Retail selection is just one step in the process though. The way products are marketed to the consumer is also in the midst of a massive shift thanks to bit data technology. Companies like Amazon are using AI and complex algorithms to suggest the products we might like, building a digital picture of our viewing and purchasing habits and using them to help promote the right product or the right offer.
Another key role of retailers has always been control over the supply chain. Success in this area has been critical to many retailer success stories, particularly those where demand or fashions can quickly change. Now the supply chain has evolved to operate with different models, including online retailers with their own supply chain and distribution systems like Amazon, vendors that use networks like Amazon’s to distribute and brands that choose direct-to-consumer models. These different models are all disrupting the status quo driving new business models and challenging old ones.
As e-commerce has grown as the preferred shopping choice, new demands have emerged for brands to transform their packaging. Once the consumer has selected their product and either purchased online or in store, the next part of the experience is the delivery. This might be as simple as going to the store, choosing, purchasing and taking the product home. But the process has changed dramatically with e-commerce, creating a super simple click-and-collect model and the packaging becomes even more pivotal to the brand experience here. If the purchase is made online, receiving the product might be the first proof-point for the brand. The whole unboxing experience is now a part of the product and brand relationship, often posted on Instagram, Twitter or YouTube by the consumer for all to see.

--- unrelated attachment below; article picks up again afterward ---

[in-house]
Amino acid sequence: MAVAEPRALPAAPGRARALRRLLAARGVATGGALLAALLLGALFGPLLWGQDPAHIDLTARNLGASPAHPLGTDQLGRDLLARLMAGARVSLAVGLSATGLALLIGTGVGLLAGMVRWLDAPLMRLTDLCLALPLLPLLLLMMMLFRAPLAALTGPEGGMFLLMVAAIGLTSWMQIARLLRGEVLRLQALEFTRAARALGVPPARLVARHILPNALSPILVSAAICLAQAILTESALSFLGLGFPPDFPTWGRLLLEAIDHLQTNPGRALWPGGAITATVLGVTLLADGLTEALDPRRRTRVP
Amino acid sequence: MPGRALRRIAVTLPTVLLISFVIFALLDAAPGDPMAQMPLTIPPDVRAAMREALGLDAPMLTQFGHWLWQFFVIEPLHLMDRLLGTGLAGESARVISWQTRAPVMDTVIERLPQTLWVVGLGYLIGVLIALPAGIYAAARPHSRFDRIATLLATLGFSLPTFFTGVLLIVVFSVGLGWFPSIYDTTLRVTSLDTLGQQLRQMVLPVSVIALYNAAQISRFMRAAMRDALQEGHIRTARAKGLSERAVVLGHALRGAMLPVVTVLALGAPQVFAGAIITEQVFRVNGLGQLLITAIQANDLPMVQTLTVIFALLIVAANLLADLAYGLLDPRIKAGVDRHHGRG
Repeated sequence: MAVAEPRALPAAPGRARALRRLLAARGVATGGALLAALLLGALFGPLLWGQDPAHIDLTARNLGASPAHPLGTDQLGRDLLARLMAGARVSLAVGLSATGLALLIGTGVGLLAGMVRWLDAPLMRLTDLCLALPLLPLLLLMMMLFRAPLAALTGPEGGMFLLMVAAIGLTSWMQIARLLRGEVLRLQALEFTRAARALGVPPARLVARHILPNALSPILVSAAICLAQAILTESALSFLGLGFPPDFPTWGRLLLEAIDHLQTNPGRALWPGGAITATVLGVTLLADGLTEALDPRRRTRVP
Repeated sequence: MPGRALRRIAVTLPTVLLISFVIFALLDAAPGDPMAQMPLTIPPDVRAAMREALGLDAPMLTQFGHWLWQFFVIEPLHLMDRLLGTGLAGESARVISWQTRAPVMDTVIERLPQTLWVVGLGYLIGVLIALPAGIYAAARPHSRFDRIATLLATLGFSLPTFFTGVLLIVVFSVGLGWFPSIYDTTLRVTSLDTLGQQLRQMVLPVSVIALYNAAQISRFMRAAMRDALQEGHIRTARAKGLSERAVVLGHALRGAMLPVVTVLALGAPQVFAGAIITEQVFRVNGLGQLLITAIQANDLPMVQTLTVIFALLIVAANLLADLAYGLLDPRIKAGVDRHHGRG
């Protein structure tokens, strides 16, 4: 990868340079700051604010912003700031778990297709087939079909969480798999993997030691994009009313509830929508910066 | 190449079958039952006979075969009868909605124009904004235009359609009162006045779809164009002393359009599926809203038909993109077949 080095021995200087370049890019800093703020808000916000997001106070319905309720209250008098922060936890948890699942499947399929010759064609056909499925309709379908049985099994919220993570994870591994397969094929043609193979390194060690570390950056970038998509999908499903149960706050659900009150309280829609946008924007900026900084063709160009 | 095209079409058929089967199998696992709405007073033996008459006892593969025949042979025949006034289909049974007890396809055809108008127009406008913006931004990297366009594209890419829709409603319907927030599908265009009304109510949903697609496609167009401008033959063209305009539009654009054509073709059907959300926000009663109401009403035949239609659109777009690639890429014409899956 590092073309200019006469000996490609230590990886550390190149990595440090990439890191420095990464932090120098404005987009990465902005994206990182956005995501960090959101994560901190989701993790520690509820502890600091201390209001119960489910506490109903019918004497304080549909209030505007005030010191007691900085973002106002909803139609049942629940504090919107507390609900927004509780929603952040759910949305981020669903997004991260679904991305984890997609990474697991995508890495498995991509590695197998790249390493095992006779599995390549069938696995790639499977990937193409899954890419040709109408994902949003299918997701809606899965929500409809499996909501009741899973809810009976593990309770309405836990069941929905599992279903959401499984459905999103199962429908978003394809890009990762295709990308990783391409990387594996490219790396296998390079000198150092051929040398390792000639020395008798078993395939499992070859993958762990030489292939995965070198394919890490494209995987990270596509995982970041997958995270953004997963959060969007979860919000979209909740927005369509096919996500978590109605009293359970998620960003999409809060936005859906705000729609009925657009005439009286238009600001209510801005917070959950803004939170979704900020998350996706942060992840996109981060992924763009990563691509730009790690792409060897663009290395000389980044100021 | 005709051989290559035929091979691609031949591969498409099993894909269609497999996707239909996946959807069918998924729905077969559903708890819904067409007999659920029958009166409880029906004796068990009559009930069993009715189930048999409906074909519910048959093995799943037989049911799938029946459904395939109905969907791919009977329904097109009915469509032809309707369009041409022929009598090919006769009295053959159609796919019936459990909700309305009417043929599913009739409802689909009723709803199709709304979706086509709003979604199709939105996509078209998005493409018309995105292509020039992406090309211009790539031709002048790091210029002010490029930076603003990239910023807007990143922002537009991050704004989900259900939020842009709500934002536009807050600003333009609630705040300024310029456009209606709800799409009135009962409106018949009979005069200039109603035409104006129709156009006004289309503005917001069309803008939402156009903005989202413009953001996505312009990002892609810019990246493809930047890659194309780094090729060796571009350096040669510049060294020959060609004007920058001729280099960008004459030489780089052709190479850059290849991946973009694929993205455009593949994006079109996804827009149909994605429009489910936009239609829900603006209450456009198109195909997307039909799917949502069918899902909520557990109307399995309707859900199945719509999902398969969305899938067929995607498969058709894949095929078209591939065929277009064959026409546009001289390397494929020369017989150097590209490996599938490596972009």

In a recent survey undertaken for Jabil by Dimensional Research, we found almost everyone (95 percent) believed that packaging has an impact on the online purchase experience. In fact, 71 percent of recipients said that bad packaging can ruin the customer experience. That might be damaged, leaking, difficulty to open or simply unattractive packaging. On the flip side, 70 percent said that good packaging can create a memorable experience and agree that packaging should differ between e-commerce and retail.
The point of delivery isn’t where the role of packaging ends. In fact, it can be the start of a whole additional value proposition for the brand. Sensors in packaging can deliver use data to the brand as well as highlighting the need for replenishment. Ecosystems like Amazon’s Dash Replenishment Service (DRS) allow brands to leverage data and drive brand loyalty. For the consumer, the benefits are equally strong – ensuring they never run out of their favorite products and enable reordering as simply as responding to a low-level warning on their smartphone.
All this data, from smart packaging, e-commerce, brick-n-mortar stores and social media moves around the retail ecosystem influencing the products that are stocked, offered and even designed.
Disruption is occurring throughout the retail world and digital technology is the catalyst. To win in this new digital world, brands and retailers must embrace change and gain control of the data that will help them make better, faster decisions and drive loyalty with the consumers they cherish. Whether in store or online – technology is a loyal friend with untold staying power.